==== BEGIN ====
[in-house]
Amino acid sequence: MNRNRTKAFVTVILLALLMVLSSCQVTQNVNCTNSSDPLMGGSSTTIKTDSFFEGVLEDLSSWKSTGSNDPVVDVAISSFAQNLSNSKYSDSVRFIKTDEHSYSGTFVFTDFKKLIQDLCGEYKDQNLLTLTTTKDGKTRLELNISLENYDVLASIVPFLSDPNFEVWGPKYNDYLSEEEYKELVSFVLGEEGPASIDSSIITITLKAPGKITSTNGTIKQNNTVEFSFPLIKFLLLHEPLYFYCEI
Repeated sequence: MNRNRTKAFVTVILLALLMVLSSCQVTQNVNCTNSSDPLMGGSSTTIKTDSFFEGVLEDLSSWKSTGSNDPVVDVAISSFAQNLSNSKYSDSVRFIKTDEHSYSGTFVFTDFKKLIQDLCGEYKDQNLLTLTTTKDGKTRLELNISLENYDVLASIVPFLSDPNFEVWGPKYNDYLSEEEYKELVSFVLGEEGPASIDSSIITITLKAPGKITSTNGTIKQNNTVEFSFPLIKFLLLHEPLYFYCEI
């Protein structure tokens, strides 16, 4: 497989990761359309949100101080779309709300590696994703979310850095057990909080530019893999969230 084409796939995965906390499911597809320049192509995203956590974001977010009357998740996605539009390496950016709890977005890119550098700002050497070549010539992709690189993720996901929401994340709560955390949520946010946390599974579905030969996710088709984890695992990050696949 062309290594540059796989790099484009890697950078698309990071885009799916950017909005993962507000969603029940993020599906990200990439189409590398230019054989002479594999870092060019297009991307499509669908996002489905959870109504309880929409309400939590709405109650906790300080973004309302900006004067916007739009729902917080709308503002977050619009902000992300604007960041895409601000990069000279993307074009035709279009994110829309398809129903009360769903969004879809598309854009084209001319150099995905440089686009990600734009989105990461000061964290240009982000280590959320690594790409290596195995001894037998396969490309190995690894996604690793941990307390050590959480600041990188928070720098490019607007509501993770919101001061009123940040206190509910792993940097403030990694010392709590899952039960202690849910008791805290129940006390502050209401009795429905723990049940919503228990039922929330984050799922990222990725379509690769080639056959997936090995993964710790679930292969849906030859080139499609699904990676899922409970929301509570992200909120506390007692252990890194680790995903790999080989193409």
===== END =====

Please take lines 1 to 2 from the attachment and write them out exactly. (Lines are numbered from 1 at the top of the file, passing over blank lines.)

[in-house]
Amino acid sequence: MNRNRTKAFVTVILLALLMVLSSCQVTQNVNCTNSSDPLMGGSSTTIKTDSFFEGVLEDLSSWKSTGSNDPVVDVAISSFAQNLSNSKYSDSVRFIKTDEHSYSGTFVFTDFKKLIQDLCGEYKDQNLLTLTTTKDGKTRLELNISLENYDVLASIVPFLSDPNFEVWGPKYNDYLSEEEYKELVSFVLGEEGPASIDSSIITITLKAPGKITSTNGTIKQNNTVEFSFPLIKFLLLHEPLYFYCEI